MCFRS News Release
Back to School Safety Tips: Cell Phone and Driving DON'T Mix
Sign off before you drop off and hang up before you pick up
Rockville - - - Children across the region are heading back to school and Fire Chief Richie Bowers is asking drivers to exercise extra caution as the school year begins. “With schools back in session, drivers should take extra time to be on the look-out for kids at intersections and in roadways,”said Chief Bowers. “Additionally, as a matter of safety and compliance with laws, drivers are reminded to put their cell phones down and refrain from talking or texting while driving.”
- Reduce any distractions inside your car so you can concentrate on the road and your surroundings. Put down your phone and don’t talk or text while driving.
- Each passenger should wear a seat belt and/or an age and size-appropriate car safety seat or booster seat.
- All children younger than 13 years of age should ride in the back seat of vehicles. If you must drive more children than can fit in the back seat (i.e., for example, when carpooling) move the front-seat passenger’s seat as far back as possible.
- Be watchful for bus riders. For many children this may be the first time they have ridden a bus.
- Exercise extra caution as you head out to work and be on the watch for school buses. Many bus routes or schedules change each year, and you may encounter a school bus where you have never seen one before.
- School Zones: Slow down and be especially alert in residential neighborhoods and around schools.
- Slow down: Be alert to children as you back out of your driveway or exit your garage.
- Safety on the road is especially important for “new” drivers that may be driving to school for the first time.
Reminders for Parents and Children
- Be realistic about your child’s pedestrian skills. Children are not always aware of their surroundings and may dart into traffic assuming drivers will see and stop for them. Carefully consider whether your child is ready to walk to school or wait for the bus without adult supervision.
- Children should cross the street with an adult until they are at least 10 years old.
- Always cross the street at corners, using traffic signals and crosswalks.
- Bus riders need to make sure they always walk in front of the bus where the driver can see them.
- Always look both ways before crossing the street and never enter streets from between parked cars or from behind shrubbery.
- If traveling to school by bike, obey the rules of the road and wear a helmet! Not only is it the smart thing to do, it is also the law in Maryland.
- Be a good neighbor. Respect private property and always be on your best behavior while waiting for the bus.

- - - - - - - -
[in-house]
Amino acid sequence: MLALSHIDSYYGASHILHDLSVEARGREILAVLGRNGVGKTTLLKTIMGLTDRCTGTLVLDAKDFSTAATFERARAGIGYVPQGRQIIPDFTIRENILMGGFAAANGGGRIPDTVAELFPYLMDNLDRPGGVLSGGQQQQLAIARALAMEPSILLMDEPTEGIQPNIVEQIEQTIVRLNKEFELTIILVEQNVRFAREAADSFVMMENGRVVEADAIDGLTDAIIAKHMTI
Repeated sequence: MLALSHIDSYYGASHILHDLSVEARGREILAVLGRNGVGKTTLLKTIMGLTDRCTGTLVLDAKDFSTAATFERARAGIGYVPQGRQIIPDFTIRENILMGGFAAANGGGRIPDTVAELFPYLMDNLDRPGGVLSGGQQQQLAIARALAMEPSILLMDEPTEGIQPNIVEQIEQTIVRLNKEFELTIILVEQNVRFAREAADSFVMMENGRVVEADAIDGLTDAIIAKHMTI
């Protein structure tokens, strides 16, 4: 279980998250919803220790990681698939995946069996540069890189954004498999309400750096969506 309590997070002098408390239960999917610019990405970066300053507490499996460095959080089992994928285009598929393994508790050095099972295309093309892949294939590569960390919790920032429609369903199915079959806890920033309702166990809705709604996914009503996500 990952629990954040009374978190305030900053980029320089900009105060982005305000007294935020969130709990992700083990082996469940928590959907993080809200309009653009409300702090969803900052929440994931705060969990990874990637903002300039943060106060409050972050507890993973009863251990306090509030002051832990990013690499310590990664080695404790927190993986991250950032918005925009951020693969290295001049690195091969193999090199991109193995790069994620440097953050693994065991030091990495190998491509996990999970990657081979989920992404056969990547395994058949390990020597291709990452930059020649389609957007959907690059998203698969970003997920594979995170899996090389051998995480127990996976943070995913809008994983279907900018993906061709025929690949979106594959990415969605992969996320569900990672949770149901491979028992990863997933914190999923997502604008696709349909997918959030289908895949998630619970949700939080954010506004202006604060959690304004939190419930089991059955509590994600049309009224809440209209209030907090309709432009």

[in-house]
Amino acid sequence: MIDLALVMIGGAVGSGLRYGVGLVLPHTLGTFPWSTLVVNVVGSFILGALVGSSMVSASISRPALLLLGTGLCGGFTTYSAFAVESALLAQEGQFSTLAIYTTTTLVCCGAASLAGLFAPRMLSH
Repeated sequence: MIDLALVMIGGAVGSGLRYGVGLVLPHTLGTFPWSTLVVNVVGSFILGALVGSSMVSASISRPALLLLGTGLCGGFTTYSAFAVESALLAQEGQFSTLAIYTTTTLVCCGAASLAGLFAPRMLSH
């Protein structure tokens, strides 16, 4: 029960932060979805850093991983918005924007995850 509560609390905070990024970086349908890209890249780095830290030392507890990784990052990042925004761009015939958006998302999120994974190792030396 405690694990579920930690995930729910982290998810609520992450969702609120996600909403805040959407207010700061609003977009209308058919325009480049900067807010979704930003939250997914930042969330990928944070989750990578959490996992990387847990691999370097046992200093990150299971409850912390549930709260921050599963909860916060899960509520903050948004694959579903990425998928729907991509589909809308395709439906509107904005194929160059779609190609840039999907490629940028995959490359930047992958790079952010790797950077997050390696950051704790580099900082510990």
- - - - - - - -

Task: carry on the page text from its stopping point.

School Bus Safety – What Motorists Should Know
All drivers need to stop when the lights on school buses are flashing. Drivers should be aware Maryland law states that vehicles must come to a complete stop on both sides of the street if there is no physical divider or barrier. Drivers who pass the bus before all lights have ceased flashing may face the following consequences:
- Drivers who pass school buses while the lights are flashing will receive a citation that carries a maximum fine of $570 and a 3-point penalty.
- Drivers who stop but then proceed while the lights are flashing will receive a citation that carries a maximum fine of $570 and a 2-point penalty.
Parents need to carefully consider the pros and cons of having a child stay home alone before/after school. Be familiar with laws and child protective policies in your jurisdiction and, because children mature at different rates, your decision should not be based on age alone. Children should master important safety skills before staying home alone. Be sure to make and practice a home fire escape plan that includes a designated “safe” area outside where everyone will meet if the smoke alarm sounds, ensure they know when and how to call 9-1-1 in an emergency and unattended cooking continues to be the leading cause of home fires in Montgomery County. Firefighters strongly recommend having after school snacks on hand that do not require cooking and that children only use kitchen appliances while under close adult supervision. Additional safety tips can be found on our website at mcfrs.org/mcsafe. For the law in Maryland:
Section 5-801 provides:
(a) A person who is charged with the care of a child under the age of 8 years may not allow the child to be locked or confirmed in a dwelling, building, enclosure or motor vehicle while the person charged is absent and the dwelling, building, enclosure or motor vehicle is out of the sight of the person charged unless the person charged provides a reliable person at least 13 years old to remain with the child to protect the child.